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You are here : IndiaNotes >> Research & Analysis >> Economy Watch >> Industrial Policies

IIP May: Improves, but weakness persists

Edelweiss | 17 Jul, 2012  | Follow Author | Add to my Favourites 

Industrial activity improved in May, expanding 2.4% YoY (vs the expectation of 2.2%) against a mild contraction of 0.9% in April. The pick‐up was seen on sequential as well as YoY basis and across all industry segments. However, the level of industrial activity still remains sluggish with investments being particularly depressed. Few forward looking indicators ‐ cement dispatches, PMI etc ‐ do point towards some strength ahead, but a sustained turnaround would require a major improvement in the policy environment.

As regards the monetary policy, Edelweiss' reiterate that contained demand pressures, a below‐par economic activity, sharply weakening global economy and associated softening in global commodities provide room for additional monetary easing and accordingly, expect RBI to deliver 25bps repo rate cut in the forthcoming policy meeting.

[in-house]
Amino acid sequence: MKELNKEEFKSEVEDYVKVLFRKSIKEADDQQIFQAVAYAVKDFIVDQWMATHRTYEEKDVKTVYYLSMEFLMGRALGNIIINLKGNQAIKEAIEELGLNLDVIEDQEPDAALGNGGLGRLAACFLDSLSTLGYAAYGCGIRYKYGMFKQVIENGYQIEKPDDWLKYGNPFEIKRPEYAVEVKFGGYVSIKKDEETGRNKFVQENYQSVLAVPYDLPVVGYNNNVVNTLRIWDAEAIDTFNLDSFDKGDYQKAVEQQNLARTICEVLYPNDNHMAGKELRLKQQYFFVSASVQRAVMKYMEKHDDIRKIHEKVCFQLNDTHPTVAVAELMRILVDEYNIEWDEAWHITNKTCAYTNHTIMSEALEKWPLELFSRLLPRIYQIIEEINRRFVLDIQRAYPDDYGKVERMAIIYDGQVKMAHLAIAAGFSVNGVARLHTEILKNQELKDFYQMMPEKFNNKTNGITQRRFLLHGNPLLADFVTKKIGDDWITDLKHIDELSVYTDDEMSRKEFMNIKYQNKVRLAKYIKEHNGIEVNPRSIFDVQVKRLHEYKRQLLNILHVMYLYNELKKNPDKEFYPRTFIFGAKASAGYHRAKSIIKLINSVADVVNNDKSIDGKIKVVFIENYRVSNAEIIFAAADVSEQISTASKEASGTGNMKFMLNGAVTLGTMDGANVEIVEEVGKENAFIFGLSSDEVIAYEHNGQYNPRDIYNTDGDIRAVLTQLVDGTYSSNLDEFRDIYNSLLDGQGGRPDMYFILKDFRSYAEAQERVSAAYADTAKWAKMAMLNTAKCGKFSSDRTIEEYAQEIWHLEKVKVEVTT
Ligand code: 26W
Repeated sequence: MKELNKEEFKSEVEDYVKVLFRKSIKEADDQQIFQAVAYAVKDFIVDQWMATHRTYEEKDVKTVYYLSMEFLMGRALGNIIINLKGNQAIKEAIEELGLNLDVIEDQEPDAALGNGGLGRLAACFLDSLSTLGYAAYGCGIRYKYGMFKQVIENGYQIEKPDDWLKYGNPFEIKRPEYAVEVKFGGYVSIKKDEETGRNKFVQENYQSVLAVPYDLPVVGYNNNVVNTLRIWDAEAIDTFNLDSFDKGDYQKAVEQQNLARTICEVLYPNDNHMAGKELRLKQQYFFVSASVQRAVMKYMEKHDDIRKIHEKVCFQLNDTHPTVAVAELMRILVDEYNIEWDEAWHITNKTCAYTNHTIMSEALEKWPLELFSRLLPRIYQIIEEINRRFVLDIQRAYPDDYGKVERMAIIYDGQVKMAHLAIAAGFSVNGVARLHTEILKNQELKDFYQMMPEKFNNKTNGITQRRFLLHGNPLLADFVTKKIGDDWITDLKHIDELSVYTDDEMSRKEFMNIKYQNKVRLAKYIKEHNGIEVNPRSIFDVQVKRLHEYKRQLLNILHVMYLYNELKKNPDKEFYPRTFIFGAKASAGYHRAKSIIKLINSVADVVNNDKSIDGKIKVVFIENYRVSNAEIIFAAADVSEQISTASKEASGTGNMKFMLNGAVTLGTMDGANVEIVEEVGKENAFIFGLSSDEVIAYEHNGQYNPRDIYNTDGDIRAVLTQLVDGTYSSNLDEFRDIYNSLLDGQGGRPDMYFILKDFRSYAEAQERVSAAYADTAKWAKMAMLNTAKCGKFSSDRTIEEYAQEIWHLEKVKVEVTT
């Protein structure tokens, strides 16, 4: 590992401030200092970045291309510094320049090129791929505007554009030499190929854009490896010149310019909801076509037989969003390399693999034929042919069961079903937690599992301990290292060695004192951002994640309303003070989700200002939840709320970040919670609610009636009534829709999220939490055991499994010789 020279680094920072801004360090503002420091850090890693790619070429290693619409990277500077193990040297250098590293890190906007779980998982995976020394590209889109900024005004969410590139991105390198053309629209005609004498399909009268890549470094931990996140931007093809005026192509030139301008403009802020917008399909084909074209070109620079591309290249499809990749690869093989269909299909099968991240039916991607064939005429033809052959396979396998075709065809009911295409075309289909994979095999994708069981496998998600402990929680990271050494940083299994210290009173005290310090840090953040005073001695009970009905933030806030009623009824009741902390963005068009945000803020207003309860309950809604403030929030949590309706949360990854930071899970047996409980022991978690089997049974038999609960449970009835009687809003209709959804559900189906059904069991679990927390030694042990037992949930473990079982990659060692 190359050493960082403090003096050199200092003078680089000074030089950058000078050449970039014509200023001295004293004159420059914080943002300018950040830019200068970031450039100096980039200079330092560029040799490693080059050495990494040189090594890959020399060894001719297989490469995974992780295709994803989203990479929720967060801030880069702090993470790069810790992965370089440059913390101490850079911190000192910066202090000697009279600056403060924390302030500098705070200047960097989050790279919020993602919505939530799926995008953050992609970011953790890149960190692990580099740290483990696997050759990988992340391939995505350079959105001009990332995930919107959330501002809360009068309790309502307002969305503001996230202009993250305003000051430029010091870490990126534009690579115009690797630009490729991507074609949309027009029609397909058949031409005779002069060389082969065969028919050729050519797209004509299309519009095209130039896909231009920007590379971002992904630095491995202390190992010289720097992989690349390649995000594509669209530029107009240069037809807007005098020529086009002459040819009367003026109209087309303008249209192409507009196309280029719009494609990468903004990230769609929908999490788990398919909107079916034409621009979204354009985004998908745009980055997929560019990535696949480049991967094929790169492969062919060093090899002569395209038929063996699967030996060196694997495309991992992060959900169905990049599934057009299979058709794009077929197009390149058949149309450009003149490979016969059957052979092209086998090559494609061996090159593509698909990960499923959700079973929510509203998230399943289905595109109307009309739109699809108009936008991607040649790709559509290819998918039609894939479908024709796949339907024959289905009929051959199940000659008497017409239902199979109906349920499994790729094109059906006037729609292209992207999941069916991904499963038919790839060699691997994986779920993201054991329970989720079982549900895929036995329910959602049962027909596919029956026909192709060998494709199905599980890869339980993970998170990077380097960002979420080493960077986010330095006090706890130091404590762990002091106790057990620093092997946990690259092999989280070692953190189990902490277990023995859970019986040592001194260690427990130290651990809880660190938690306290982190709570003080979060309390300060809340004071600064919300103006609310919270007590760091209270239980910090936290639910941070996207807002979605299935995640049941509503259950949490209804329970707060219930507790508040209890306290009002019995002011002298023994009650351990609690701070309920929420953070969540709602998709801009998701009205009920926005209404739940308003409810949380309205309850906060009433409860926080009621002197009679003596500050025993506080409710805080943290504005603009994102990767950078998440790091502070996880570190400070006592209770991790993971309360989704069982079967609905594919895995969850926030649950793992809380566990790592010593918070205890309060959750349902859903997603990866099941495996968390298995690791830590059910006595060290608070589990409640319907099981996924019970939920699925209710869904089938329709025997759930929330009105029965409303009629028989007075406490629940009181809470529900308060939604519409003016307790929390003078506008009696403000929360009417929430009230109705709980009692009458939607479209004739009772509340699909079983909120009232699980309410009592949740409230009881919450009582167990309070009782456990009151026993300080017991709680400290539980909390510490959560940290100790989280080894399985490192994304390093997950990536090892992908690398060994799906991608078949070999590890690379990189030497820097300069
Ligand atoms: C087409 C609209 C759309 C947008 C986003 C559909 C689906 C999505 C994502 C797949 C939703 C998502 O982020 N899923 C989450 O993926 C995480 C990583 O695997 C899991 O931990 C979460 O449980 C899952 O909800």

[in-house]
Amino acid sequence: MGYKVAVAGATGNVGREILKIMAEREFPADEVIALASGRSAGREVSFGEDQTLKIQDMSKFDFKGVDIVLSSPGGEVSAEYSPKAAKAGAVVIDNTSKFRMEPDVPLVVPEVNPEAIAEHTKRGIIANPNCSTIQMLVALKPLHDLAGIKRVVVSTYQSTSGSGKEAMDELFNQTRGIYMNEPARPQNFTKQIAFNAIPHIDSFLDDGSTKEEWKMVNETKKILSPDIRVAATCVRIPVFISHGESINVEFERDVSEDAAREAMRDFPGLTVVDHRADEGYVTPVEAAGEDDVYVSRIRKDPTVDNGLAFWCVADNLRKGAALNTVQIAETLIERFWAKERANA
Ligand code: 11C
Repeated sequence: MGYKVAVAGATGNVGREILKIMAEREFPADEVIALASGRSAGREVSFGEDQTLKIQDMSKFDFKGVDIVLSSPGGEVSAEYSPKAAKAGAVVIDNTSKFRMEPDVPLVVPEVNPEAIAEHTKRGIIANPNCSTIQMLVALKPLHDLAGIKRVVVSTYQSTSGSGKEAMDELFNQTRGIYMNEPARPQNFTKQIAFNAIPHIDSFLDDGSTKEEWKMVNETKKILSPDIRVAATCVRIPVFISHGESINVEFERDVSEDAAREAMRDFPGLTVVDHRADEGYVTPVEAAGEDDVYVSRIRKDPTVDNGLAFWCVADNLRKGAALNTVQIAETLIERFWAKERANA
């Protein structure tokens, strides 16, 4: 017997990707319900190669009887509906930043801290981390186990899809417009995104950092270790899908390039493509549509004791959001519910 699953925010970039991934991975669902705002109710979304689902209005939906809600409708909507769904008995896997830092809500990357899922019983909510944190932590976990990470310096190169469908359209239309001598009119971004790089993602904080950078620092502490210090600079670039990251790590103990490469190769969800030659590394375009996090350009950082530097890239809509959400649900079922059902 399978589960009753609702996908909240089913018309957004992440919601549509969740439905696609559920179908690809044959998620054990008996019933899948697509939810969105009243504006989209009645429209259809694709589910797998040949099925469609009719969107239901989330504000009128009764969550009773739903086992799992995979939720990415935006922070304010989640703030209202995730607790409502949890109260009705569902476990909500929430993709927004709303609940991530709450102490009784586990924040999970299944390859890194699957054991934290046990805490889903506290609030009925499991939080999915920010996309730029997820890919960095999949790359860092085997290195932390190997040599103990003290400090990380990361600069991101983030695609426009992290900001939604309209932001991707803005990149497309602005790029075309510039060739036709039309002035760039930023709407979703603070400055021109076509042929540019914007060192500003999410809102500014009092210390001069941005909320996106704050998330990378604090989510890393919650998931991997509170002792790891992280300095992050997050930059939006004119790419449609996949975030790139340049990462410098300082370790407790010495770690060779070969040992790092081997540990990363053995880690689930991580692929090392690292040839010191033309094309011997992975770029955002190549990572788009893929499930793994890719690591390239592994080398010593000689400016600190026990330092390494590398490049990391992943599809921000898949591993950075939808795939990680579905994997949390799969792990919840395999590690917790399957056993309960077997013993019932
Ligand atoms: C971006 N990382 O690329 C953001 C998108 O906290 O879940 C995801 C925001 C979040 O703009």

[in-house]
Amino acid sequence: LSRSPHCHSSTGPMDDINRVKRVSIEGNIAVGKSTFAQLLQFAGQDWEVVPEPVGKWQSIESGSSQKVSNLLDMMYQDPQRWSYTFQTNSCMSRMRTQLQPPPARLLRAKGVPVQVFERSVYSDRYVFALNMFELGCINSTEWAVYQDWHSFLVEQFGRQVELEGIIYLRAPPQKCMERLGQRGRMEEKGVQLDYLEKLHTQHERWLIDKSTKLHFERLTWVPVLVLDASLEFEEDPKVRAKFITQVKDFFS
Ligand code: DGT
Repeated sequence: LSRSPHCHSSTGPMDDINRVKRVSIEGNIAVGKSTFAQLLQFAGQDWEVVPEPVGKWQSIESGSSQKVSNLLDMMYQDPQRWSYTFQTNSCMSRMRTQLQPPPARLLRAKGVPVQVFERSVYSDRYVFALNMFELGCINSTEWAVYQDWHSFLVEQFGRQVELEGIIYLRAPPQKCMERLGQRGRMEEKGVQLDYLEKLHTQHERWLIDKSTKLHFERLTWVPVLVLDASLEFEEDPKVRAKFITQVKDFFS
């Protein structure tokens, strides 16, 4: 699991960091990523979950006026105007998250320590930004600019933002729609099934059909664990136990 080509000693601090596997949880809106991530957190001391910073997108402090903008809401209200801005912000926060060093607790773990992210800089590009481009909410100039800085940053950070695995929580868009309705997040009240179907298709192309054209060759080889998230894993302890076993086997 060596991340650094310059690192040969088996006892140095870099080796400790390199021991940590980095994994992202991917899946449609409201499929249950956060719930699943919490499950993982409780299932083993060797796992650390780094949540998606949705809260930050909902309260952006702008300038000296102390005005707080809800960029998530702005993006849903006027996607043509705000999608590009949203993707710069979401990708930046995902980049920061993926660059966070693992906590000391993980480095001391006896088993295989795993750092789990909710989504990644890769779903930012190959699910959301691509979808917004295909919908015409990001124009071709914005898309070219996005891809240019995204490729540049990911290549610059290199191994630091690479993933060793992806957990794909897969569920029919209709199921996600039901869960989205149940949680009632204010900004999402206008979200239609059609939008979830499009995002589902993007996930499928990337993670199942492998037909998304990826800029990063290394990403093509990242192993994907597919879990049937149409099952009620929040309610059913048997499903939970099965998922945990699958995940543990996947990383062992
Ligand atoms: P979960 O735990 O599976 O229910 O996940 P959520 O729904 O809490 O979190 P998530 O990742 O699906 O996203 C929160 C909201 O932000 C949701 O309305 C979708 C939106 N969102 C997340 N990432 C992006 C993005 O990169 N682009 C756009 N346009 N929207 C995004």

Industrial growth better than expected
May IIP numbers came in at ~2.4% YoY, better than the consensus expectation of 1.8% and Edelweiss' expectation of 2.2%. Meanwhile, April data was revised marginally down to ‐0.9% YoY compared to 0.1% YoY reported earlier. A pick‐up in activity was observed during May in most industry segments on a YoY as well as sequential basis. However, monthly IIP data has been unusually volatile and therefore should be seen on the trend basis (seasonally adjusted 3MMA) which clearly shows that industrial activity continues to remain weak. Domestic policy hurdles, tight monetary conditions and weak external environment are all weighing on the business sentiment.

Importantly, even as the weakness in industrial output sustains, there are some positives emerging including the even strength in HSBC PMI over the last few months and pick‐up in cement dispatches. Therefore, one can expect an improvement in the activity in the coming months though for a sustained turn‐around, an improvement in the business climate through faster government approvals and monetary easing is required.